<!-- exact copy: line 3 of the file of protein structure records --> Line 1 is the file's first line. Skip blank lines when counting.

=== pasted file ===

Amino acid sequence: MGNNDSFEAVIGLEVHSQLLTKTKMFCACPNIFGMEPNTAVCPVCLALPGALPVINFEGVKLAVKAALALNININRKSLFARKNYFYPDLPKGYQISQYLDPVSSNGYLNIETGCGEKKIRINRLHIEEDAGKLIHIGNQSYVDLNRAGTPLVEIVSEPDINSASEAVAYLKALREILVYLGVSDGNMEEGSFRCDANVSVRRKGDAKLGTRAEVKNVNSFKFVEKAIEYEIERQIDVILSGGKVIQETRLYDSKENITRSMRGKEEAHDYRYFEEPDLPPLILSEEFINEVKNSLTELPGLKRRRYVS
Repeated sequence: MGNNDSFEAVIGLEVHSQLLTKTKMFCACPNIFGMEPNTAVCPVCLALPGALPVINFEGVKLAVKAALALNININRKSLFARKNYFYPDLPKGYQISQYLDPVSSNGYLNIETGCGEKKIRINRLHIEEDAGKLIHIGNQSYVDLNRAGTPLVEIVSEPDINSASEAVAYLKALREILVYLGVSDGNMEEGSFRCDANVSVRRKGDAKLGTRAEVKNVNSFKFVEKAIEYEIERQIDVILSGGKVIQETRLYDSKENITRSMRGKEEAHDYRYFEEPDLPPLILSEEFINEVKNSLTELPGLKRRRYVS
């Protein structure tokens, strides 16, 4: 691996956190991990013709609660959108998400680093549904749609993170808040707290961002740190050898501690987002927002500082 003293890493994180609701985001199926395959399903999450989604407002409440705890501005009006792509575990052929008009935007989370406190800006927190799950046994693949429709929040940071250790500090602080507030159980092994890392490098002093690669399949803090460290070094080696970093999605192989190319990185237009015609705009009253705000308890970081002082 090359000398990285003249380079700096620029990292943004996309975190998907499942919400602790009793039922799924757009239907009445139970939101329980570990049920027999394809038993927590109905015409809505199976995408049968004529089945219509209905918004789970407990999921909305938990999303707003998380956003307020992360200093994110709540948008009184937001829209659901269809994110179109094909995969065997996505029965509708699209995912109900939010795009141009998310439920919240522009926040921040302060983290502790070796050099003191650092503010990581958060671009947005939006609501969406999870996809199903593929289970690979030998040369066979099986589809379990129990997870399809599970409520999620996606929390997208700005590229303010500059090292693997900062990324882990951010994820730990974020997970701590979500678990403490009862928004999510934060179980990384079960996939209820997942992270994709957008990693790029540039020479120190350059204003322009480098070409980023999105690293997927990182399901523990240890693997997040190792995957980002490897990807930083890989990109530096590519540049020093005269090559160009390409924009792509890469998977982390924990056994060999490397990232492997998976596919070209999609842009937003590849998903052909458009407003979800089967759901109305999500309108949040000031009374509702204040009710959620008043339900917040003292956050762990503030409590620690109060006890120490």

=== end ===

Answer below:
């Protein structure tokens, strides 16, 4: 691996956190991990013709609660959108998400680093549904749609993170808040707290961002740190050898501690987002927002500082 003293890493994180609701985001199926395959399903999450989604407002409440705890501005009006792509575990052929008009935007989370406190800006927190799950046994693949429709929040940071250790500090602080507030159980092994890392490098002093690669399949803090460290070094080696970093999605192989190319990185237009015609705009009253705000308890970081002082 090359000398990285003249380079700096620029990292943004996309975190998907499942919400602790009793039922799924757009239907009445139970939101329980570990049920027999394809038993927590109905015409809505199976995408049968004529089945219509209905918004789970407990999921909305938990999303707003998380956003307020992360200093994110709540948008009184937001829209659901269809994110179109094909995969065997996505029965509708699209995912109900939010795009141009998310439920919240522009926040921040302060983290502790070796050099003191650092503010990581958060671009947005939006609501969406999870996809199903593929289970690979030998040369066979099986589809379990129990997870399809599970409520999620996606929390997208700005590229303010500059090292693997900062990324882990951010994820730990974020997970701590979500678990403490009862928004999510934060179980990384079960996939209820997942992270994709957008990693790029540039020479120190350059204003322009480098070409980023999105690293997927990182399901523990240890693997997040190792995957980002490897990807930083890989990109530096590519540049020093005269090559160009390409924009792509890469998977982390924990056994060999490397990232492997998976596919070209999609842009937003590849998903052909458009407003979800089967759901109305999500309108949040000031009374509702204040009710959620008043339900917040003292956050762990503030409590620690109060006890120490």